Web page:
Janet, who was born in about 1817, married Jackson Walton on 12th October 1835 in Glasgow. The ceremony was performed by Rev. Nathaniel Paterson of St Andrew’s church, the same minister who would marry Janet’s half-sister Elizabeth Robb and John Burns in the following year.
Jackson Walton, described in the parish register as a merchant, was born on 1st December 1808 at Longsight Hall, Fallowfield, then a rural village on the outskirts of Manchester, the son of John and Mary Walton. The Wikipedia entry for one of his sons describes Jackson as ‘a Manchester commission agent and a competent painter and photographer’.
Jackson and Janet Walton had two children. According to later census records, their son, also named Jackson, was born in about 1838 in England and their daughter, Mary, in 1841 in Glasgow.
The 1841 census finds Jackson, Janet, Jackson junior, and Mary, living on the north side of Raise Street, Saltcoats, in Ayrshire, less than a mile from Janet’s half-brother George Robb and his family at Parkend House. As mentioned in an earlier post, George was working as a coal and iron master at this time. Jackson Walton is described as an agent, which raises the possibility that he and George were working for the same company.
Like many of her relatives, Janet died at a young age, though we do not have any definite information about her death. She was certainly dead by November 1844, when Jackson Walton married his second wife, Eliza Ann Nicholson, a Quaker, in Old Machar, Aberdeen. The record describes Jackson as a wine merchant living in Chapel Street, while Eliza is said to live in Silver Street. They were married by the Rev. Sir William Dunbar, Baronet, in St Paul’s Chapel. Since St Paul’s was an Episcopal church, Jackson’s Anglicanism presumably trumped Eliza’s Quakerism on this occasion. For more on the controversial and schismatic Rev. Dunbar, see here.
The same clergyman baptised Jackson and Eliza’s first child, Gilbert Nicholson Walton, in the following year, and their daughter Barbara Anderson was born in the same city in 1847. A third child, Thomas Balfour, was born in 1849 in Helensburgh, Dunbartonshire, and their daughter Helen was also born there in 1850. The 1851 census finds the Waltons at East Clyde Street, Helensburgh, with Jackson’s mother Mary, as well as a house servant and a nursemaid. Jackson is now described as an annuitant, perhaps from his first wife’s legacy.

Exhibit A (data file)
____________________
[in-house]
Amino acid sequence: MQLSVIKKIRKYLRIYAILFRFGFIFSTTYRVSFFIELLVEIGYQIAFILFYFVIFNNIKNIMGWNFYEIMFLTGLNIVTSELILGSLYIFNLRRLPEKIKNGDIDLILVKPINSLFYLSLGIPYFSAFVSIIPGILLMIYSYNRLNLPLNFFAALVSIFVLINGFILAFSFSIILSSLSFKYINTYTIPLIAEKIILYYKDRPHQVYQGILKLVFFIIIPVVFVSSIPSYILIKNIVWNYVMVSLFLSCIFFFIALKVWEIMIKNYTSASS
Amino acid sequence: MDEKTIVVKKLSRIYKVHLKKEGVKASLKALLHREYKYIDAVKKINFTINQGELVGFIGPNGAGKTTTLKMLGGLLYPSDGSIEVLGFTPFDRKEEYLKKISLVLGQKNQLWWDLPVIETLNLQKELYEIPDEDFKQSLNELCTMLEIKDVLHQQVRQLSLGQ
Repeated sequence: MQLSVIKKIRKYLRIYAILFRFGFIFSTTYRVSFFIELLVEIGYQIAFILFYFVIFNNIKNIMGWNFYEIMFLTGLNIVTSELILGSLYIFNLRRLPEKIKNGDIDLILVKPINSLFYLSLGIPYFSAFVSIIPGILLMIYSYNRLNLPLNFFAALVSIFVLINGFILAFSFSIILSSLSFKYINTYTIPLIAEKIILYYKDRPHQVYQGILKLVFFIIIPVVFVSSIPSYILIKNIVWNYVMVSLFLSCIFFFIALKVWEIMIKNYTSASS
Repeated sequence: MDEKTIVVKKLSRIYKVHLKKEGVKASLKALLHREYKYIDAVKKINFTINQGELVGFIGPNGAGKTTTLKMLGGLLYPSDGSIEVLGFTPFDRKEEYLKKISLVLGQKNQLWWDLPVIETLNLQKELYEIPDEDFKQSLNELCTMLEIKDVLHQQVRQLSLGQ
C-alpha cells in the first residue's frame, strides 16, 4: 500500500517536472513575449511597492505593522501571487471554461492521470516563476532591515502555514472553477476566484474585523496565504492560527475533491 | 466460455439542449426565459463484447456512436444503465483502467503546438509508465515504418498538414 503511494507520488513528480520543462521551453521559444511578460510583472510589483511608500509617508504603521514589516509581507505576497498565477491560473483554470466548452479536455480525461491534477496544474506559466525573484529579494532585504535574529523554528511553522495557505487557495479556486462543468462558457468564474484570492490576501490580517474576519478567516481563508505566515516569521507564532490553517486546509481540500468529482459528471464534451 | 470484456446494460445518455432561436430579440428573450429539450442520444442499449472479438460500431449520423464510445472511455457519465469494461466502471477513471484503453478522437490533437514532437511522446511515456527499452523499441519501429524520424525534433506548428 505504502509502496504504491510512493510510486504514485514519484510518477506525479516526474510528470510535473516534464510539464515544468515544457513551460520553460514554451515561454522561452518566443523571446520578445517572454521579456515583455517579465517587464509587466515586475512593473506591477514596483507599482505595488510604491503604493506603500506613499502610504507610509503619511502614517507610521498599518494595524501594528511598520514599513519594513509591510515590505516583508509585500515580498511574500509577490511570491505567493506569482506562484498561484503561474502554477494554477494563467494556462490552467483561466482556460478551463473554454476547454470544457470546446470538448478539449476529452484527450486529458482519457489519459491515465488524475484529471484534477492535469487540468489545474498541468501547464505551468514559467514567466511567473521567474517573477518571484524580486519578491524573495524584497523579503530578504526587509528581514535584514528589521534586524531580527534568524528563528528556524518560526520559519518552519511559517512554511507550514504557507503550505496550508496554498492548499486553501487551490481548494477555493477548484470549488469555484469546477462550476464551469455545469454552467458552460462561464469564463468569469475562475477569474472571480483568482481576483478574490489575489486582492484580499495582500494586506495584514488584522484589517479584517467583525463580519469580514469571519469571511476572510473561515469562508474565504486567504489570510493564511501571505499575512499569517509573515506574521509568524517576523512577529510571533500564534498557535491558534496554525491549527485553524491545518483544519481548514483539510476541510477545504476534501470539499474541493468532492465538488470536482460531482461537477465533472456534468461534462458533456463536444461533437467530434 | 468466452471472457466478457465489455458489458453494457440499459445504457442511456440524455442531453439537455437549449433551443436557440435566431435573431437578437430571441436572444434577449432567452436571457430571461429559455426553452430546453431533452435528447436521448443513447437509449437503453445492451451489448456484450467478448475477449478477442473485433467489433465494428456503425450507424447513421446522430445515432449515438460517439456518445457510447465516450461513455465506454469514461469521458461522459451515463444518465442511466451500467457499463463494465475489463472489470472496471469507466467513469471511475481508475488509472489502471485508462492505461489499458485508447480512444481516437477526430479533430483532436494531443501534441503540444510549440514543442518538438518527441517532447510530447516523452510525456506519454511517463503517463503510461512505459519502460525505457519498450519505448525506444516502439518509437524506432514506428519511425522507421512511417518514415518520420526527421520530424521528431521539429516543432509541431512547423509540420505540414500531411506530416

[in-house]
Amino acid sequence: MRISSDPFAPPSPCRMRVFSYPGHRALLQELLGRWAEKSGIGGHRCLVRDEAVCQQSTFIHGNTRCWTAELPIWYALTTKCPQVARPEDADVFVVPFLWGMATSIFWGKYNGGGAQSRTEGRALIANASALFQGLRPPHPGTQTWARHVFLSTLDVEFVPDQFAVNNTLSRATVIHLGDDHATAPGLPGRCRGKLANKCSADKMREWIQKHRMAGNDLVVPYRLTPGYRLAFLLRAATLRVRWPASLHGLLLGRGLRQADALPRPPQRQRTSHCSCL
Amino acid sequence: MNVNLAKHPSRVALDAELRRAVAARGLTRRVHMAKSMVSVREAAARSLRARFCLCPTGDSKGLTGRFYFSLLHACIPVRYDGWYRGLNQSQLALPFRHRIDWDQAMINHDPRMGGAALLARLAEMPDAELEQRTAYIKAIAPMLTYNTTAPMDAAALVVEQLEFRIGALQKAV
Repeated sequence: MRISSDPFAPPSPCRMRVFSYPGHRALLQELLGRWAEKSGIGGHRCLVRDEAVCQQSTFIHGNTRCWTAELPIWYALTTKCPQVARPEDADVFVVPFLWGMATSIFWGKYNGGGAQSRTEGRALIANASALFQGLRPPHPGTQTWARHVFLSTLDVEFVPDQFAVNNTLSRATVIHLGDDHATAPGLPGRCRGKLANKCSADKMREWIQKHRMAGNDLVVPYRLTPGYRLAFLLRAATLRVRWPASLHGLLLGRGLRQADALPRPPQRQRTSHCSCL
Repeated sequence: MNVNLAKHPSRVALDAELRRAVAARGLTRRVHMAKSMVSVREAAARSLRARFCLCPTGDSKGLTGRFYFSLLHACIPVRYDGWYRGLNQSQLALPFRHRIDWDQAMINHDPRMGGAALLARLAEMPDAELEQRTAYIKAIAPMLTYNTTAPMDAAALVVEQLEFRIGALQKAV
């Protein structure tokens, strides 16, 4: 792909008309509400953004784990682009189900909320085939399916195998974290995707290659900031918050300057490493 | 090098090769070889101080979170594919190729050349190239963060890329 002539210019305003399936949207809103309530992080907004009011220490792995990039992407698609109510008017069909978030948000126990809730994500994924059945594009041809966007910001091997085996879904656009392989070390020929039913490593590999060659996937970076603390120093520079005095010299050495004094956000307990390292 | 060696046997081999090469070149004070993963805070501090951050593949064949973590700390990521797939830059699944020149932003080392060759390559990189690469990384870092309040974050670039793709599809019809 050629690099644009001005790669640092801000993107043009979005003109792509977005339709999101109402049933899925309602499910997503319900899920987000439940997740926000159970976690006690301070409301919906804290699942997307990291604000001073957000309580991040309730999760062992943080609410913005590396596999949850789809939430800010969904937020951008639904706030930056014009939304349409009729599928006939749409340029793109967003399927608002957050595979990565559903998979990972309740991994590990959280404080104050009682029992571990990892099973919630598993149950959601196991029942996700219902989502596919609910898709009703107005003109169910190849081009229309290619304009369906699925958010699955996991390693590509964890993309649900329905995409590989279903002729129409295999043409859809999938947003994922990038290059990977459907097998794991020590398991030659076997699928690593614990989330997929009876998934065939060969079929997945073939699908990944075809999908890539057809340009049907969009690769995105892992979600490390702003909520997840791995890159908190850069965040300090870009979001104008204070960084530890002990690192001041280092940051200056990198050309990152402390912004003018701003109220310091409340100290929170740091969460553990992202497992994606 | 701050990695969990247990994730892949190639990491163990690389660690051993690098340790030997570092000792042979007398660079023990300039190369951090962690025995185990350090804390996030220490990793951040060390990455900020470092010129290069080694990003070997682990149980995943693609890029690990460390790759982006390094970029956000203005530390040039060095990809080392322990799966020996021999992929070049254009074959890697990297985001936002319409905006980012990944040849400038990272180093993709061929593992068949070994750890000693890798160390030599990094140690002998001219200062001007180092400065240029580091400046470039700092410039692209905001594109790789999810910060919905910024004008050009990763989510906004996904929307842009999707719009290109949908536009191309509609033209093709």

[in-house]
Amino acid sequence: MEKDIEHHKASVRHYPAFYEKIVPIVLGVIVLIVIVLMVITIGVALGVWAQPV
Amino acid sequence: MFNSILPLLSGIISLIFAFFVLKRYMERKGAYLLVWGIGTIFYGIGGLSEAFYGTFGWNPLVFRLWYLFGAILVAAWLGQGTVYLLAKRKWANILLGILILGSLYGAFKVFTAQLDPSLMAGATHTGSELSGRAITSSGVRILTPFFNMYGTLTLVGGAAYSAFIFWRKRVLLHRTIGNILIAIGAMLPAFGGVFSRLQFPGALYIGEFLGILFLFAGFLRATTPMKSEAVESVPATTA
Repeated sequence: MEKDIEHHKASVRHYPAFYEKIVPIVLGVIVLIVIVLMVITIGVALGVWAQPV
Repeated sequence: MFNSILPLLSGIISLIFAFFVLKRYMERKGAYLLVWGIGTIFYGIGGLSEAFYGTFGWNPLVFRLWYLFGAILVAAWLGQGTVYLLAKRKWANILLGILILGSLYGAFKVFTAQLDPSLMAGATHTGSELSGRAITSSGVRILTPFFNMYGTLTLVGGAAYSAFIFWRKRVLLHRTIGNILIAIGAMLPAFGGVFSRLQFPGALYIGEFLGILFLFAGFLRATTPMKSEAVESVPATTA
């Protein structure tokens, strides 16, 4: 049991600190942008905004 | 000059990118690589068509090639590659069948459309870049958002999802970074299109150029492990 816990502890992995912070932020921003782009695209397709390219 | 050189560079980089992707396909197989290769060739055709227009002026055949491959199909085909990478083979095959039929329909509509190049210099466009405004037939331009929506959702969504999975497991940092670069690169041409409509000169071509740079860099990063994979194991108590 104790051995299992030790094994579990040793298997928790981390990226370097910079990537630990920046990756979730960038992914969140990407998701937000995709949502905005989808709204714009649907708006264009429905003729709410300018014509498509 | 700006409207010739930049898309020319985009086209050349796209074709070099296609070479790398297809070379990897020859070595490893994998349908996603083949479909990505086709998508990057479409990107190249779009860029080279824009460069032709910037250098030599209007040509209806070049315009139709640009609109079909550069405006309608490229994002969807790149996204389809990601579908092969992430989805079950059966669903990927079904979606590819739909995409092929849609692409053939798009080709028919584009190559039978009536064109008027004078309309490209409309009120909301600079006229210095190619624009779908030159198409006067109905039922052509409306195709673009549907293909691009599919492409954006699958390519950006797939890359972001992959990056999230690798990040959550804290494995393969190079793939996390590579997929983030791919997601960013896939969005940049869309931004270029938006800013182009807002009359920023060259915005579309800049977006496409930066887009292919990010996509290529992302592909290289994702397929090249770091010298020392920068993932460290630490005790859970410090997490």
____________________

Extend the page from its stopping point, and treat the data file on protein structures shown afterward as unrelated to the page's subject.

Ten years later, in 1861, the Waltons were living at Glanderstone House, in Neilston, Renfrewshire, where Jackson is described as a ‘partner in saw mills’, as is his 23-year -old son Jackson junior. They have five more children: Anne Eliza Mary, born in 1852; William Gandy, 1853; Richard, 1856; Dora Gandy, 1858; and Edward Arthur, 1860. All were born in Cardross, Dunbartonshire, except Edward, who was born in Neilston. As well as a general servant and a groom, the household also includes a visitor, one Walter Guy Buchanan, a managing clerk and sawyer.
According to one source, the Waltons settled in Glasgow in 1862, ‘Jackson becoming first a manufacturer of steam boiler coverings and later a manufacturing chemist, neither successfully.’ The 1871 census finds the family in Arlington Street, Glasgow, where Jackson is described as a manufacturing chemist employing four men.
Jackson Walton died in 1873 at the age of 65, apparently leaving his family in reduced circumstances.
Edward Arthur Walton ‘Self Portrait’
Jackson and Eliza’s son George became a famous architect, while Edward and Constance become painters of some renown. The following extract from the entry about George Henry Walton in the Dictionary of Scottish Artists makes reference to the accomplishments of his siblings: